3 Critical Business Pillars Startups Often Overlook

Getting a business off the ground is hard work. Between securing financing, figuring out how to reach customers and managing growth, there’s a lot to think about. And this doesn’t even include the obstacles we create all on our own.

 

All of this adversity can easily give us tunnel vision. We become so focused on a few things, others get left behind. In some respects, this is good. Focusing on one or two things ensures we do them well. There are some things many startups don’t pay attention to, typically because they don’t consider them relevant to the initial stage of the company.

 

But then there are some other things, considered to be business pillars, which we tend to overlook even though they should really be a focus right from the beginning. Here are a few you need to be paying attention to:

 

Core values and culture.

 

The vast majority of business leaders agree that a strong company culture gives you a competitive edge. This is why it is considered to be one of the main business pillars. But when you’re a startup, your group is small, sometimes just a few people. So why do you need to be worried about culture? It will develop on its own, right?

 

Yes, it will. And this is exactly why you need to be paying attention to it right now. If you ignore it, as you grow, a culture will develop on its own, and if it’s not reflective of the type of company you want to build, you could be in trouble.

 

Your culture is a reflection of your values and identity. And these are what will help set you apart from the competition. So, you need to figure out right from the beginning who you are and who you want to be.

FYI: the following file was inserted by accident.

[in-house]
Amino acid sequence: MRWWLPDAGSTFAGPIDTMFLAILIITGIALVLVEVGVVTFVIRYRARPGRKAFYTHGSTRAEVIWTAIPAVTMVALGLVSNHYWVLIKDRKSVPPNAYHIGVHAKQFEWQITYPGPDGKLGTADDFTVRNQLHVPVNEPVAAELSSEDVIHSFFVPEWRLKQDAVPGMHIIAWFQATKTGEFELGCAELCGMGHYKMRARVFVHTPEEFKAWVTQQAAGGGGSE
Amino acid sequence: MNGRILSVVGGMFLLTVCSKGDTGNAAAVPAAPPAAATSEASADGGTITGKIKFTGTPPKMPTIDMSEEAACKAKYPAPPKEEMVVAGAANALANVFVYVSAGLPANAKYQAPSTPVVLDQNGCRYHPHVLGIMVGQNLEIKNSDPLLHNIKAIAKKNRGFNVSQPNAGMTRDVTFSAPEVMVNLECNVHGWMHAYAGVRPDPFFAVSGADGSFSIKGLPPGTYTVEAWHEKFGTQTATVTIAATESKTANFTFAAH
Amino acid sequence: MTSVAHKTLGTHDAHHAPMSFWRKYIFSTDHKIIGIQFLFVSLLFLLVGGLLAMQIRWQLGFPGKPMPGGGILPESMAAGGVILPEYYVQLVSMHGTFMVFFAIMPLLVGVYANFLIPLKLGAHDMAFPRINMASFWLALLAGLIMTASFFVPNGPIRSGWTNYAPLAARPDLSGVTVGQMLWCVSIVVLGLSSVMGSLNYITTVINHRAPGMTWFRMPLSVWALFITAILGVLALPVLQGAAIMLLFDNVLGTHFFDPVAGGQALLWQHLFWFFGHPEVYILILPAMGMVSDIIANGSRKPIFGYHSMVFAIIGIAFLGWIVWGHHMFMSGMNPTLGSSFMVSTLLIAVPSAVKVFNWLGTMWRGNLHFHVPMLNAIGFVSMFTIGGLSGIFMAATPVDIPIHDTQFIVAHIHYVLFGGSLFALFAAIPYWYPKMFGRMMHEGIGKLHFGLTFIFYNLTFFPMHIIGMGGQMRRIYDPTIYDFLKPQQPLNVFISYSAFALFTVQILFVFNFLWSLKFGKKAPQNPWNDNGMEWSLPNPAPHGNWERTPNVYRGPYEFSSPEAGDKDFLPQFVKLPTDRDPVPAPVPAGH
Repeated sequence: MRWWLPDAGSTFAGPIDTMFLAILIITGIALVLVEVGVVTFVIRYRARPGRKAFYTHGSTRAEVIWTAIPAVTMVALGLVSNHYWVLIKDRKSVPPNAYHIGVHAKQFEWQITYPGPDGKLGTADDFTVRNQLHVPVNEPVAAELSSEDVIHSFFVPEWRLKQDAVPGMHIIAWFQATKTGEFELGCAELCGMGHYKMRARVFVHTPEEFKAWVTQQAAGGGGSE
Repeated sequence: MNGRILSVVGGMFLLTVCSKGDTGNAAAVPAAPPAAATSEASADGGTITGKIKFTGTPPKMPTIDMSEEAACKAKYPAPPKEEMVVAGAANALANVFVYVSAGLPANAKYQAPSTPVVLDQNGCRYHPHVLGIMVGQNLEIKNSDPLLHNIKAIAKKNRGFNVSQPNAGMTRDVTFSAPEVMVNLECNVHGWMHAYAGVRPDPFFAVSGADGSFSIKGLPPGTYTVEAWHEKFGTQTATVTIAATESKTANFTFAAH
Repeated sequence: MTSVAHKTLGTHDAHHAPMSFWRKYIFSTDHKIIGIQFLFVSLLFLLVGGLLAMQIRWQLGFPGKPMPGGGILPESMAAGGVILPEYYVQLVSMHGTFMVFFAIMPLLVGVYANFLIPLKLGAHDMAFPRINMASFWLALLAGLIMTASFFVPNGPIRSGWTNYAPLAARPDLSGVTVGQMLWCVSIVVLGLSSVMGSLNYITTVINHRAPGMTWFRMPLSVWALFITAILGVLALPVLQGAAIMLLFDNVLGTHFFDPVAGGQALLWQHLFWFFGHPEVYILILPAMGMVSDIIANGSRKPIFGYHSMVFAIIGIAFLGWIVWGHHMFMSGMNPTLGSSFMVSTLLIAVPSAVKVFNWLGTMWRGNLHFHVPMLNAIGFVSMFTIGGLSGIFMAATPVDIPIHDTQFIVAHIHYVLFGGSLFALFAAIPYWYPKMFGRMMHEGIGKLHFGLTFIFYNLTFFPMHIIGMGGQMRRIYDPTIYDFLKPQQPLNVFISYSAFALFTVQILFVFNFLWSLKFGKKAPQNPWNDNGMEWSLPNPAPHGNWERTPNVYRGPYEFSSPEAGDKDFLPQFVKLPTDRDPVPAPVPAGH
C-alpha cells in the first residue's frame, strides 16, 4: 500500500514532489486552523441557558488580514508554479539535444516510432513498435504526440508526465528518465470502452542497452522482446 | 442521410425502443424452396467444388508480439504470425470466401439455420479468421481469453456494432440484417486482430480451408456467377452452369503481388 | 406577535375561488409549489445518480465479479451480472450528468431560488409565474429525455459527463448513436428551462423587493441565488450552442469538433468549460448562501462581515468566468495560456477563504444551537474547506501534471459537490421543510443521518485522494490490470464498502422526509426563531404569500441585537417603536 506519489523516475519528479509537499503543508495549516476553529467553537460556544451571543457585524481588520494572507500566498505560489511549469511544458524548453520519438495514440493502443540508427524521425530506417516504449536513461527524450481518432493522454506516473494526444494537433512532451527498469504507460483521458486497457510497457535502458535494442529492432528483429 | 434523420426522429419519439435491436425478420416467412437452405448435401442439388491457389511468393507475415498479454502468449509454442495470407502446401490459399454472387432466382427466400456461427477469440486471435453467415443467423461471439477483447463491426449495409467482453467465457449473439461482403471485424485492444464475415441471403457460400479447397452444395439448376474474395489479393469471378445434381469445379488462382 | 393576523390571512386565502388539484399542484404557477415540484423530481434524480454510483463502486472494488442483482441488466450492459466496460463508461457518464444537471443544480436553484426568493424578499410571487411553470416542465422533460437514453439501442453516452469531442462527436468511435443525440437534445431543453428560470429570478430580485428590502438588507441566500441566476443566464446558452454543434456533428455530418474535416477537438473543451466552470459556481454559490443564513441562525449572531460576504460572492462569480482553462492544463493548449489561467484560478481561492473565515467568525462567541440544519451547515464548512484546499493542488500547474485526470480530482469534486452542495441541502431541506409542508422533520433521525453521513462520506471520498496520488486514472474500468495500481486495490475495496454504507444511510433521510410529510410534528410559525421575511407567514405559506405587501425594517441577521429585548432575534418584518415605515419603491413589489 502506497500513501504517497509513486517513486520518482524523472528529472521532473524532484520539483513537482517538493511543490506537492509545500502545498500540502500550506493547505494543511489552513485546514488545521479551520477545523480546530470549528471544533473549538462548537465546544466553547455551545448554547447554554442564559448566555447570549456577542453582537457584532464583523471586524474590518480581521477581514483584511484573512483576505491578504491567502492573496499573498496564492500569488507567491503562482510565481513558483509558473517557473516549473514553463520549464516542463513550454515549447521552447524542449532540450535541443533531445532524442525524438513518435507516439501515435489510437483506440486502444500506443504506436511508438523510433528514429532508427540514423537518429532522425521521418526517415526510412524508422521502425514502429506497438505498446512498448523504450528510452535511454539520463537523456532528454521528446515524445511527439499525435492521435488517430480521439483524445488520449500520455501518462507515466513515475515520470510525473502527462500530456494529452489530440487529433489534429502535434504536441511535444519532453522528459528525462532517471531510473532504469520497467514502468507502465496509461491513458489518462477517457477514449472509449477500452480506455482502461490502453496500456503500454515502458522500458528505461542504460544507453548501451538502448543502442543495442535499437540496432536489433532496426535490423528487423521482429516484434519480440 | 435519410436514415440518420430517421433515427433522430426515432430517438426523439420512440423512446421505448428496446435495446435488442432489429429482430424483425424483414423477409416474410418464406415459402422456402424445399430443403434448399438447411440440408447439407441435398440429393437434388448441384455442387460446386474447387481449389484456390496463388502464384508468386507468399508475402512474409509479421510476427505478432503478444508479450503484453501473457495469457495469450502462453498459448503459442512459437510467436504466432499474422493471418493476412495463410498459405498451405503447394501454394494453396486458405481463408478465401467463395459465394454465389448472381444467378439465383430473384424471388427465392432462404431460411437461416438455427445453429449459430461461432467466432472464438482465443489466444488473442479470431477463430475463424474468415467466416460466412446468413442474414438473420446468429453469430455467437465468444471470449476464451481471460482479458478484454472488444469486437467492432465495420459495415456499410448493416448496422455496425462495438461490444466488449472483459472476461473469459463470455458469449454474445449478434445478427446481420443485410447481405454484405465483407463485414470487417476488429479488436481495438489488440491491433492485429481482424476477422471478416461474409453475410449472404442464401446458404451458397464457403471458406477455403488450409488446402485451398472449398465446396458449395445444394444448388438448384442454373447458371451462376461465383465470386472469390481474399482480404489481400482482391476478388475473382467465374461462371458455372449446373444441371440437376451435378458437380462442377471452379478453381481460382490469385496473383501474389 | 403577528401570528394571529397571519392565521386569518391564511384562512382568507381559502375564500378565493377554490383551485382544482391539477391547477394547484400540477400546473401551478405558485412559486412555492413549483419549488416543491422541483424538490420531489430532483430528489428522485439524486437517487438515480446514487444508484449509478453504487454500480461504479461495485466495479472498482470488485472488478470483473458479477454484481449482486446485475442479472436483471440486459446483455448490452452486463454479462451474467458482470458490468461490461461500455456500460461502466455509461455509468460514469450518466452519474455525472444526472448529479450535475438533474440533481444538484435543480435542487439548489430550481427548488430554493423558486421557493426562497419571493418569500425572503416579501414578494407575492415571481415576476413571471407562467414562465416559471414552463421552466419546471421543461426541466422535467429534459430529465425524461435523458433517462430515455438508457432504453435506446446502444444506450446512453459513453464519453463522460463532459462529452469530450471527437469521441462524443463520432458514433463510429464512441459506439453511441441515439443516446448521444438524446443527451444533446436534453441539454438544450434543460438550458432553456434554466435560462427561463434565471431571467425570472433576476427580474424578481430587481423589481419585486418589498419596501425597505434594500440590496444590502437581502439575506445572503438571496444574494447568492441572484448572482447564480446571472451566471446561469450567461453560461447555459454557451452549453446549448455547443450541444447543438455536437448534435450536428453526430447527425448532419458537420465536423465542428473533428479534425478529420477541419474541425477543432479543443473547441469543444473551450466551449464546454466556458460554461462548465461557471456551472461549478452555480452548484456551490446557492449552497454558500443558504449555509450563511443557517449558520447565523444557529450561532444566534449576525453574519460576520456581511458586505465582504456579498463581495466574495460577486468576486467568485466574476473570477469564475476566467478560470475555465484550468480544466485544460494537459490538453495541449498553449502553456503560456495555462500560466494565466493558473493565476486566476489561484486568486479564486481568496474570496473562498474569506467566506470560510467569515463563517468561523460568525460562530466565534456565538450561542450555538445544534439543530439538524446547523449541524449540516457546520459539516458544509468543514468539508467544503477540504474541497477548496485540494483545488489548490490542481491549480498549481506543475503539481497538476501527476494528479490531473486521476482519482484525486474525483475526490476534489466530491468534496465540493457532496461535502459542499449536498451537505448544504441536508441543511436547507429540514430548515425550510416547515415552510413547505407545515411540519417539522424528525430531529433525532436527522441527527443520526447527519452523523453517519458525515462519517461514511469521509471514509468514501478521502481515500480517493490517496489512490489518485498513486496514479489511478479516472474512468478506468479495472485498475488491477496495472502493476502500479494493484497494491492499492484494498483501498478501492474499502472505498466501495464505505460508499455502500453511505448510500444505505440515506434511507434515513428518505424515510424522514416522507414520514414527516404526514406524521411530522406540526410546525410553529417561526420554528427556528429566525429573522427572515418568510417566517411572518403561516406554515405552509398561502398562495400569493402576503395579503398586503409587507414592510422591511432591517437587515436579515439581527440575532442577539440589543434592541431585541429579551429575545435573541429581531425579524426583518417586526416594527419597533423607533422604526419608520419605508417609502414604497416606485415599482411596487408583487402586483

One of the best ways to do this is to establish your core values. These are the guiding principles of your company that will define you. By setting them in the beginning, you’re giving yourself something to always go back to when making decisions. If an investment decision or marketing strategy isn’t in line with your core values, then it’s not right for you. It’s as simple as that.

 

Culture is more than just these principles, though. It also defines what type of company you are, and this will be critical in helping you attract and retain talent, something that will have a tremendous impact on the success of your company. What kind of work environment do you want to create? Do you want to be competitive? Or are you a more laid-back, free coffee for everyone workplace?

 

Make these decisions now so that as you grow you can be sure you’re building the type of company you want to build. Waiting until later will have you playing catchup, and this will make it much harder to build a culture that supports your business and makes it stronger.

 

Accounting.

 

It might seem strange one of the business pillars most startups overlook is the accounting. But for proof that this happens, we need only to look at some of the top reasons small business fail. Improper cash flow management has always been near the top of this list.

 

Part of the reason for this is that startups simply don’t take the time to set up robust accounting systems. Things are changing quickly, and while you’re surely doing something to track revenues and expenses, there is far more involved in accounting. And this becomes especially true when payments from customers aren’t instant, or when you start purchasing things on credit.